Journal Article
Poetics Today (2015) 36 (3): 175–200.
Published: 01 September 2015
... the form of blocks of summary. Part 3, the most extreme example of narrative fragmentation in this novel, introduces a new character — Franz — but almost immediately, after two brief chapters about Franz’s meeting with Sabina in Switzerland, starts to break up the event sequence with long sections...
Journal Article
Poetics Today (2022) 43 (4): 639–661.
Published: 01 December 2022
...Helena Van Praet Abstract This article addresses the literary response to network forms in twenty-first-century print poetry. Through the case of Anne Carson's long poem The Beauty of the Husband (2001), it explores how contemporary poetry, whose textuality will be termed prosthetic , can engender...
Journal Article
Poetics Today (2017) 38 (3): 589–599.
Published: 01 September 2017
..., one that persisted in shape-shifting appearances that evolved over long periods of time and through manifold (but superficial) changes in the history of what is conventionally called “literature”—the “persistent forms” that give this book its title. As Pindar (1969: 185; Pythian 5.100-1) wrote...
Journal Article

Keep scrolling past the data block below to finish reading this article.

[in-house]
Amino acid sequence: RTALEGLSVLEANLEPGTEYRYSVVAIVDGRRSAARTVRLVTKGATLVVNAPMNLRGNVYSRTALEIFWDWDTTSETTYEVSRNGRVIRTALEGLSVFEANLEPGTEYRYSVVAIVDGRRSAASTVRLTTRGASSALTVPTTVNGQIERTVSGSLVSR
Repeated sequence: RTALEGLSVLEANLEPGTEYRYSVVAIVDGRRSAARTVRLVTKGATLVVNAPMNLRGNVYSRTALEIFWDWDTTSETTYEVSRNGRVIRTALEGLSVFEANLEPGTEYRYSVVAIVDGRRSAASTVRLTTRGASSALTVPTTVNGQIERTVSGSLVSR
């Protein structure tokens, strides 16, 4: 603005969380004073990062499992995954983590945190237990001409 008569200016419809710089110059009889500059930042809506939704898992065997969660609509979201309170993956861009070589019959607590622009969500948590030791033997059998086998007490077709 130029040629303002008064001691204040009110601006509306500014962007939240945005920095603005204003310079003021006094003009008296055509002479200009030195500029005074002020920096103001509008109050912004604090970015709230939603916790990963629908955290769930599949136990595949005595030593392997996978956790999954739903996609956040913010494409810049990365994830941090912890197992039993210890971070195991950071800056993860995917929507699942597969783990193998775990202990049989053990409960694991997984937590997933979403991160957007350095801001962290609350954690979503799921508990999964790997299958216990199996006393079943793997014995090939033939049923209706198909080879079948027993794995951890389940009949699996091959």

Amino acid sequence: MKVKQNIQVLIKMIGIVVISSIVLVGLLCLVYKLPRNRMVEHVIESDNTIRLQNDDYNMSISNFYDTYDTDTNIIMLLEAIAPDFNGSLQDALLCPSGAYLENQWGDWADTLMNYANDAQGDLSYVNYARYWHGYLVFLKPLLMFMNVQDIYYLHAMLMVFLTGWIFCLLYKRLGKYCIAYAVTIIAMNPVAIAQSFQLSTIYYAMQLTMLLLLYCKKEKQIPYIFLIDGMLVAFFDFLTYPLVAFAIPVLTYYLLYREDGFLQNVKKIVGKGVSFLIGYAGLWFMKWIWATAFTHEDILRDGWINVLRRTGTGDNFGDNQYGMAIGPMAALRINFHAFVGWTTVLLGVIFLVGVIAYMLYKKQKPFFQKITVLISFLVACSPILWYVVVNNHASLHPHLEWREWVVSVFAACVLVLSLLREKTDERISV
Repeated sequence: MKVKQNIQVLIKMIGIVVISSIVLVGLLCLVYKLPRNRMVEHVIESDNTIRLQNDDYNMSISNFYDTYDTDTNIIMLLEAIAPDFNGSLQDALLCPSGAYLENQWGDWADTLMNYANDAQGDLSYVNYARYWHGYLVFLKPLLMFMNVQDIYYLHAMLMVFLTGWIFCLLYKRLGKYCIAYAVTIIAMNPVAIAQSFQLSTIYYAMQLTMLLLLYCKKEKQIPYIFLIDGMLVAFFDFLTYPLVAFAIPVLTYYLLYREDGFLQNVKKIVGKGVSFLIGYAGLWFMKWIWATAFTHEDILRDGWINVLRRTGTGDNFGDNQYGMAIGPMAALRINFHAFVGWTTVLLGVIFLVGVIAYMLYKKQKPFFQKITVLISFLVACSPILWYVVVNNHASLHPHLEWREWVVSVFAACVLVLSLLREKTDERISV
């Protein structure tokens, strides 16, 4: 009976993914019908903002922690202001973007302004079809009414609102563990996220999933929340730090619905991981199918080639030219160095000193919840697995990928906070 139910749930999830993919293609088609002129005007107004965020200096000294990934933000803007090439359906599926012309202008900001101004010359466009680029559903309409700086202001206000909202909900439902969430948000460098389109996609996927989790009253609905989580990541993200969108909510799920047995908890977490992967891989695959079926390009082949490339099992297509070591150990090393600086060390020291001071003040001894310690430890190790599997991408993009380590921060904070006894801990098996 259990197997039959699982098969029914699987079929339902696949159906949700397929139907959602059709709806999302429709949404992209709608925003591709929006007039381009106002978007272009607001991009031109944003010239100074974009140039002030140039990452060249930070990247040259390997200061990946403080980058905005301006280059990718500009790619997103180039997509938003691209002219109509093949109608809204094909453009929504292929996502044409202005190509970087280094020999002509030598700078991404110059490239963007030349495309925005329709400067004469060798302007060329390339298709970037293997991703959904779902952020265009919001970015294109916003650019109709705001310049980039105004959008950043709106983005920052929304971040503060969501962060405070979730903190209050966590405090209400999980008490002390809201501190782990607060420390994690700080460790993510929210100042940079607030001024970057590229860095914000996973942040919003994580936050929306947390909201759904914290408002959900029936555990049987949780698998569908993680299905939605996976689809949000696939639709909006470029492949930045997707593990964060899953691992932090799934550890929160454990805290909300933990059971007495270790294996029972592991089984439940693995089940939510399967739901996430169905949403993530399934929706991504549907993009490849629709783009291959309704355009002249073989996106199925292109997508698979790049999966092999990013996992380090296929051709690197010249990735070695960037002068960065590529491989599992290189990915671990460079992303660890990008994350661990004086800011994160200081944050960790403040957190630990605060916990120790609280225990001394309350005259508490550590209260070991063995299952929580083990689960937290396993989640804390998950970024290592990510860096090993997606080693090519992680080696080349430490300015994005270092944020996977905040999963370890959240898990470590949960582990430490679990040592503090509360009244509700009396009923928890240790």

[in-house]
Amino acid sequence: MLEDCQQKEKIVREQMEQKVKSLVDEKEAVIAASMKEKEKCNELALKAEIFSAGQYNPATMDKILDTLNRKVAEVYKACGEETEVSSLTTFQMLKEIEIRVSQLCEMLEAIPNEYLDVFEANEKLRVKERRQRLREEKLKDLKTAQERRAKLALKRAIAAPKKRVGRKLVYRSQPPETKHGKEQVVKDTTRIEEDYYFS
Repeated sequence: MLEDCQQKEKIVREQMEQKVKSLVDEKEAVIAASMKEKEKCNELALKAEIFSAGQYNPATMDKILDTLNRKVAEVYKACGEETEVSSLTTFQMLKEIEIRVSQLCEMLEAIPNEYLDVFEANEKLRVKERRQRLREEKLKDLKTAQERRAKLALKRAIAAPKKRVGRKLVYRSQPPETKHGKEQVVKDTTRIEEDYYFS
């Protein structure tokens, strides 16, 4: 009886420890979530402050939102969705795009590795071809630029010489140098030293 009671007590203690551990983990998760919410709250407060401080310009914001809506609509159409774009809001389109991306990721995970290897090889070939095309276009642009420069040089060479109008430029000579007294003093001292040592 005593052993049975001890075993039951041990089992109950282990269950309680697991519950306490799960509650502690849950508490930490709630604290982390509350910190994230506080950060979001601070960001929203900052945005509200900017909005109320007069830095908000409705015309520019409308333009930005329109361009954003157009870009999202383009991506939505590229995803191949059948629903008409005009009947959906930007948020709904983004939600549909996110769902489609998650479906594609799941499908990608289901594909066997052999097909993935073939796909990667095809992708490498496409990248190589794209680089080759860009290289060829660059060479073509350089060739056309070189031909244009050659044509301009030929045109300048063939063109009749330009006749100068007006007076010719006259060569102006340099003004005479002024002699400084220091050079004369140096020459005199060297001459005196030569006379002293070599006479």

Poetics Today (2000) 21 (3): 561–590.
Published: 01 September 2000
... of “The Skaters,” even if it does not “solve” the problems and puzzles with which the poem challenges us, at least enunciates those problems and puzzles and compels us to reflect on our own interpretative procedures. How (Not) to Read Postmodernist Long Poems: The Case of Ashbery’s ‘‘The Skaters’’ Brian...
Journal Article
Poetics Today (2000) 21 (1): 61–93.
Published: 01 March 2000
... Rift Yeshurun achieved semimythic status and received long overdue recognition, as manifested in the award of the Israel Prize. However, until his death at the age of eighty-nine, he was read primarily by a minority of poetry lovers...
Journal Article
Poetics Today (2021) 42 (2): 207–227.
Published: 01 June 2021
... in anthropology and related disciplines have focused considerably on how that literary content becomes part of readers’ lives (e.g., Radway 1984 , 1997; Long 2003 ; Reed 2011 ). Stories, told or read, may enter one's understanding of human motivations and form one's worldview. Stories may also become part...
Journal Article
Poetics Today (2008) 29 (1): 197–224.
Published: 01 March 2008
... elements of the work for a reading of the War Primer in its entirety. 1. Brecht (and Benjamin) on Photography The War Primer appeared in book form in the GDR (German Democratic Republic) in 1955, but it was the culmination of almost three decades of intermittent activity. As early as the 1920s...